Gamones


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Gamones

 

substances secreted by the sex cells that foster fertilization. By exerting a specific effect on the gametes of their own and the opposite sex, the gamones control their meeting and expedite the union of spermatozoon and ovum. Gamones were first discovered in the sea urchin in 1911 by F. Lillie. The term “gamones” was proposed in 1940 by the German scientists M. Hartmann and R. Kuhn. The substances secreted by female and male gametes are called, respectively, gynogamones and androgamones. Gamones are found in some plants (such as algae and fungi) and many animals (mollusks, annelid worms, echinoderms, and chordates).

Three substances have been discovered in the sexual products of female animals. The first is gynogamone I, which intensifies and prolongs the motility of spermatozoa; it is antagonistic toward androgamone I, a thermostable, nonprotein substance of low molecular weight. Gynogamone II (fertilizin) causes agglutination of the spermatozoa. According to Lillie, it is an indispensable element in the union of spermatozoon and ovum; however, according to more modern data, its function is the elimination of a considerable number of the spermatozoa approaching the ovum. In sea urchins, fertilizin is identical to the material of gelatinous casing and consists of a glycoprotein; a substance analogous in its effect is found within the ova of sea urchins (cytofertilizin) and bony fishes. The third substance is one that inactivates the agglutinating principle—antifertilizin of the ovum. In sea urchins it precipitates the gelling of the casing and causes agglutination of the ova; it is antagonistic toward gynogamone II and a protein.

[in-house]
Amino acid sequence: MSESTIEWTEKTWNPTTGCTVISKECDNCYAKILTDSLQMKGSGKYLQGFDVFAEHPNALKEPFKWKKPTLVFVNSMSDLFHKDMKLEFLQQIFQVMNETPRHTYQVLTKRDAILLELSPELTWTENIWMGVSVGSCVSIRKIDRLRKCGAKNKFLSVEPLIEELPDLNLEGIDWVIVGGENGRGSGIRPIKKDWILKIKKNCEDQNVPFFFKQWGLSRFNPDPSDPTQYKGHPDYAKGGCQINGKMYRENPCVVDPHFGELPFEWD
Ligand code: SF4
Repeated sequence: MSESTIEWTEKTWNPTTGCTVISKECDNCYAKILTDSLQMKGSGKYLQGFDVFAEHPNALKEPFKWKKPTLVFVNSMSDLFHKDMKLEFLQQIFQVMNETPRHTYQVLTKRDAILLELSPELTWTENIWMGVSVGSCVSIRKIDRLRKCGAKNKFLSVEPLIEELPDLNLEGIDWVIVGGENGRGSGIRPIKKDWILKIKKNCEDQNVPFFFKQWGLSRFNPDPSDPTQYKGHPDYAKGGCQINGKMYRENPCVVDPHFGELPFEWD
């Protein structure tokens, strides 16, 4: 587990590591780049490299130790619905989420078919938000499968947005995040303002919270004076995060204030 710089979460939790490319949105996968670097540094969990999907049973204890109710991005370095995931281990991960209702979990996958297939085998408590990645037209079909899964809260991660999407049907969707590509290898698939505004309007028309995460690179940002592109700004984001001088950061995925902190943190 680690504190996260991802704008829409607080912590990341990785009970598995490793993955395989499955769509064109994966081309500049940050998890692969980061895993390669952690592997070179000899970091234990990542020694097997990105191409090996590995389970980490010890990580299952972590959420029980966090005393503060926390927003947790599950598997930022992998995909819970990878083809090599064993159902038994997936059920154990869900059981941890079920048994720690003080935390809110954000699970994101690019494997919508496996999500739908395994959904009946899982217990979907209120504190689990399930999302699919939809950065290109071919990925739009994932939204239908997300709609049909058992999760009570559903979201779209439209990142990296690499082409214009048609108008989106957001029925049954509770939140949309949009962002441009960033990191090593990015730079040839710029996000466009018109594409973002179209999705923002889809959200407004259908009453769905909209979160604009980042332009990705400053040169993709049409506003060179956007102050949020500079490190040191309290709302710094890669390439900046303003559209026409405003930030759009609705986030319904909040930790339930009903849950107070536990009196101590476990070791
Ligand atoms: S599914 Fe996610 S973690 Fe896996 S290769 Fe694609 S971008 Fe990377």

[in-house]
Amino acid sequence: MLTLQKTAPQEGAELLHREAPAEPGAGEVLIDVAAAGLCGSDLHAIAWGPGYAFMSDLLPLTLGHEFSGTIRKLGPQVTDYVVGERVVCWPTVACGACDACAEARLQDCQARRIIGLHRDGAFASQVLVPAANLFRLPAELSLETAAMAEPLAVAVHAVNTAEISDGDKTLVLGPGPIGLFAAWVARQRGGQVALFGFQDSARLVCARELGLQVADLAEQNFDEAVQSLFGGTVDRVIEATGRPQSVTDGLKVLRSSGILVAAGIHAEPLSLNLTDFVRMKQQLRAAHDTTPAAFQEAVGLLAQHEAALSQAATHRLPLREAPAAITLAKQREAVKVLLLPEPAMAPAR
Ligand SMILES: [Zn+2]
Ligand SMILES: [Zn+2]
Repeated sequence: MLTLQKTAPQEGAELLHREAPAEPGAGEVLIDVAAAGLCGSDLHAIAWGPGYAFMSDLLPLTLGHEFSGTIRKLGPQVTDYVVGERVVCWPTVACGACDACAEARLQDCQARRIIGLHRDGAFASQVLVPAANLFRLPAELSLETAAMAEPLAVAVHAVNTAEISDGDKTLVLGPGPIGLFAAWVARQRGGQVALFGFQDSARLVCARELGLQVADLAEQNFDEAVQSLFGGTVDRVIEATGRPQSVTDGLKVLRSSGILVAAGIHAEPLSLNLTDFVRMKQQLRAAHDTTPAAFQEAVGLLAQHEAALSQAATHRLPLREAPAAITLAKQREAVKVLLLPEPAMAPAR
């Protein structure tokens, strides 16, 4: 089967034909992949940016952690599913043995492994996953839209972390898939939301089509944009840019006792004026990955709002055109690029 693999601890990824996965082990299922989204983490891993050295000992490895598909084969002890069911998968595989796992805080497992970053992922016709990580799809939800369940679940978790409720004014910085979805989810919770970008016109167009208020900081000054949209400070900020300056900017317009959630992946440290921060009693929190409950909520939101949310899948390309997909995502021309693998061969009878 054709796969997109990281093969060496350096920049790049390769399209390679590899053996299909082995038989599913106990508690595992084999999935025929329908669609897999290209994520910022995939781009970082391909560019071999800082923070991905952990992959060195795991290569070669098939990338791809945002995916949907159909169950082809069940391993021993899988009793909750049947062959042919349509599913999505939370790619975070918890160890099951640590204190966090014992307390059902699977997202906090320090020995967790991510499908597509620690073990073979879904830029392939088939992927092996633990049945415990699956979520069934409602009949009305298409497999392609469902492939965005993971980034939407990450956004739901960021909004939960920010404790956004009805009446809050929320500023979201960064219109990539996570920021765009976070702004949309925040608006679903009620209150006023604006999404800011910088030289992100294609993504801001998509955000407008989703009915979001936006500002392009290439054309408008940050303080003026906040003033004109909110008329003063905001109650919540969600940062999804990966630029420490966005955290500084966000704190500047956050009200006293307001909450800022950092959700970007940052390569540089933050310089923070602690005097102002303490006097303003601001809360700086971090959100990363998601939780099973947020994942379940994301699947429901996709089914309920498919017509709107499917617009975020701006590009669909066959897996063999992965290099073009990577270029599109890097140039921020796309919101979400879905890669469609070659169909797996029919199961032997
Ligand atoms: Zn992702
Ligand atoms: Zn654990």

Four substances have been found in the sexual products of male animals. The first is androgamone I (mentioned above), which suppresses the motility of spermatozoa. Androgamone II (antifertilizin of the spermatozoa) inactivates the agglutinating principle; it is similar in effect to antifertilizin of the ovum and is a relatively thermostable protein. Androgamone III causes liquefaction of the cortical layer of the ovum; it is a thermostable compound of low molecular weight (in sea urchins, apparently an unsaturated fatty acid). Lysines of the spermatozoon dissolve the ovum’s membrane. These are thermolabile proteins (in mammals, the enzyme hyaluronidase).

REFERENCES

Dorfman, V. A. Fiziko-khimicheskie osnovy oplodotvoreniia. Moscow, 1963.
Ginzburg, A. S. Oplodotvorenie u ryb i problema polispermii. Moscow, 1968.
Tyler, A. “Fertilization and Immunity.” Physiological Reviews, 1948, vol. 28, no. 2, pp. 180-219.

A. S. GINZBURG

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